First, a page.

Using Logistic Regression to solve MNIST

In this blog post I show how to use logistic regression to classify images. Logistic regression can be regarded as the simplest form of a feed forward neural network (in the sense of “perceptron”). It’s therefore a good starting point for understanding the inner works of neural networks.

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In a previous blog post I described linear regression. If you’re not familiar with linear regression read that post first. Let’s briefly recap:

Linear regression is a mathematical method for predicting the value of a continuous dependent variable, e.g. the price of a stock or of houses, based on one or several explanatory variables. To predict e.g. a house price based on its size, number of bedrooms, year built, etc.

Logistic regression works very similar to linear regression. Except that for classification problems such as image classification of MNIST, the target variable is binary not continuous. We’re interested in predicting whether or not a given image is a certain number, e.g. a “5”.

Similar to linear regression, the input pixels of the image are linearly combined (multiplied by indidividual weights and then summed) to derive an estimate, our hypothesis, of the target variable which is either 1 (the image is a “5”) or 0 (the image is not a “5”).

To squash all output values into an interval of [0..1] the sum of the weighted inputs is passed through the “logistic” (or Sigmoid) function. So our hyposthesis function changes from

to

whereas

The second difference is the cost function. For classication we cannot use the squared error cost function because the logistic function causes the output to be non-convex, i.e. have many local minima. In practice, the difference in the cost function does actually not matter because all we need is to calculate the derivative of this cost function to derive the gradient. The derivate and the calculation of the gradient is the same as for linear regression:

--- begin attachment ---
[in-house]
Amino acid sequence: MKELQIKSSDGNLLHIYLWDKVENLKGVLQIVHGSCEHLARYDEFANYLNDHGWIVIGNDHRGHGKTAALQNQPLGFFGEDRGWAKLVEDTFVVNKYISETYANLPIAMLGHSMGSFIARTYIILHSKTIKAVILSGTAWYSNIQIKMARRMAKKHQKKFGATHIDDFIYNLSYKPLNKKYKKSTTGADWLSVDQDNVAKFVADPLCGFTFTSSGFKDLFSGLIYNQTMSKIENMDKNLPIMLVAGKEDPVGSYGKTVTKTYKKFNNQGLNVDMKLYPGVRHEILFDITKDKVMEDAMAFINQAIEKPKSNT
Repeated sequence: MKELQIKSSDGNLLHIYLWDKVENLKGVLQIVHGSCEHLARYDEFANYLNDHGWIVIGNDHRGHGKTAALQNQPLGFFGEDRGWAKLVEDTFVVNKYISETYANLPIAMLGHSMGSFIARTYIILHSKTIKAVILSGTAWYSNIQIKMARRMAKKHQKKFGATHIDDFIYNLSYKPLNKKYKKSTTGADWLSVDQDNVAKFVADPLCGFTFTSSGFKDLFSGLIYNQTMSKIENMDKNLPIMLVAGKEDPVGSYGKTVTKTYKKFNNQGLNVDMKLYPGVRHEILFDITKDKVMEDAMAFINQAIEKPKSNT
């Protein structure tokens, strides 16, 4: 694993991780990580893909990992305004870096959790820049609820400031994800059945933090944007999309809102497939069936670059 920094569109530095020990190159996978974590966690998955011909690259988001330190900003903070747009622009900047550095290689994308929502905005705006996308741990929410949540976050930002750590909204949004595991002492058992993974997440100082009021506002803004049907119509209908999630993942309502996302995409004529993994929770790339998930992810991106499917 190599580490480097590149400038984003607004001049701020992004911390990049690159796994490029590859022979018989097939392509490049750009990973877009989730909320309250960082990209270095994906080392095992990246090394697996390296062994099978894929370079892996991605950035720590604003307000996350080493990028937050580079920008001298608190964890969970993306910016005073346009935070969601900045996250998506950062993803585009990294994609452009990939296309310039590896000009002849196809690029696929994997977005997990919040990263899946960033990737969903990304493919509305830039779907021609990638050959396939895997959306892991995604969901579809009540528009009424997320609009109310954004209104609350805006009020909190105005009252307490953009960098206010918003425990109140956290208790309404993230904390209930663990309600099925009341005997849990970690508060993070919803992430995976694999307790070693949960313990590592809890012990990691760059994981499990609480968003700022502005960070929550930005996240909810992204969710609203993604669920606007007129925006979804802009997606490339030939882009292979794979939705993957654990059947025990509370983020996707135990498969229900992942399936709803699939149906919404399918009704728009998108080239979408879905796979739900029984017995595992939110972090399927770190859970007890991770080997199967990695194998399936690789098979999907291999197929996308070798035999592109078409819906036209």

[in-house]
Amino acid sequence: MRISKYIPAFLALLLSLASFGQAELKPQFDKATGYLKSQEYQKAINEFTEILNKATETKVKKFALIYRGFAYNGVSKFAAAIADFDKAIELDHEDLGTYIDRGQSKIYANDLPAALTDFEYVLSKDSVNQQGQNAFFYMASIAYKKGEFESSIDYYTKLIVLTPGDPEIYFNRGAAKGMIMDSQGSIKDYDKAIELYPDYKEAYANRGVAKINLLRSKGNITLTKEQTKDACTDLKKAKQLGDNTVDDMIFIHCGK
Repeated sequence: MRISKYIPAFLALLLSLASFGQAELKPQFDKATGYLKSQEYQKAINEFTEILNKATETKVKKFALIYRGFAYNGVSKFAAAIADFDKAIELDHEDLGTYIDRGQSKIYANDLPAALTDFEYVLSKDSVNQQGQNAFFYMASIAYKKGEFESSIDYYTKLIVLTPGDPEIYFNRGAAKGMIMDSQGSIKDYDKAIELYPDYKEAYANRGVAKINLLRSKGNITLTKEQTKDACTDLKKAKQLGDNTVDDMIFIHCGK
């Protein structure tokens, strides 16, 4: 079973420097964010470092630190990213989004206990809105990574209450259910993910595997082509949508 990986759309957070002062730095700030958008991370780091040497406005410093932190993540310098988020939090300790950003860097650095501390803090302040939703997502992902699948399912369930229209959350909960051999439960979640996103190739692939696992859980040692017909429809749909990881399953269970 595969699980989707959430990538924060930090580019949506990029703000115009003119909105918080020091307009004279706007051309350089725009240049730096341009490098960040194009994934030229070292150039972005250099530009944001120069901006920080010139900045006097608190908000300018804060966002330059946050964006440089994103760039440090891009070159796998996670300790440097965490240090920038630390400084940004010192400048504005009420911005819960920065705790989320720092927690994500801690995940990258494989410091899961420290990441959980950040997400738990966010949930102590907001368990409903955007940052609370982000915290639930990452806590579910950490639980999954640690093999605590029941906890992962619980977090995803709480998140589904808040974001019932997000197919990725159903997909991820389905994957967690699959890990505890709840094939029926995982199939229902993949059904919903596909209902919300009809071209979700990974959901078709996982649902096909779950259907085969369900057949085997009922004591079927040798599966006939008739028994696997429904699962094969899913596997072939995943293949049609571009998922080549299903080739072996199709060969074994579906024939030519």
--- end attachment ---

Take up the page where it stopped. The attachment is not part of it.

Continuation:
Mathematically, that’s all that we need. Now let’s dive into the code and see how this works in practice.

First, we load the images and their respective labels.


double  *train_images = read_MNIST_training_images();
uint8_t *train_labels = read_MNIST_training_labels();

double  *test_images  = read_MNIST_testing_images();
uint8_t *test_labels  = read_MNIST_testing_labels();

The helper function ‘read_MNIST_training_images’ also normalizes all inputs between 0 and 1 by dividing the original greyscale value by 255.

Then we add the ‘bias’ into the input matrix.


double *X      = add_bias(train_images, MNIST_MAX_TRAINING_IMAGES);
double *X_test = add_bias(test_images,  MNIST_MAX_TESTING_IMAGES);

Adding the bias means adding a column of 1s to the left of the matrix.


double *add_bias(double *imgs, const int img_count){

    const long num_features = MNIST_IMG_PIXELS + 1;

    double *x = malloc(num_features * img_count * sizeof(double));

    for (int i=0; i<img_count; i++){

        double *dest = x    + i*num_features;
        double *src  = imgs + i*MNIST_IMG_PIXELS;

        *dest = 1;      // add bias

        memcpy(dest+1, src, MNIST_IMG_PIXELS * sizeof(double));
    }

    return x;
}

We also need to convert the MNIST labels into a binary matrix of 0s and 1s.

double *create_binary_labels(int m, uint8_t *labels){

    double *lbls = malloc(10 * m * sizeof(double));
    
    for (int i=0; i<10 * m; i++) *(lbls+i) = 0;

    for (int i=0; i<m; i++){
        double *p = lbls + i*10;

        if (labels[i]==0) *(p + 9) = 1;
        else *(p + labels[i] - 1) = 1;

    }

    return lbls;
}

Written on December 26, 2017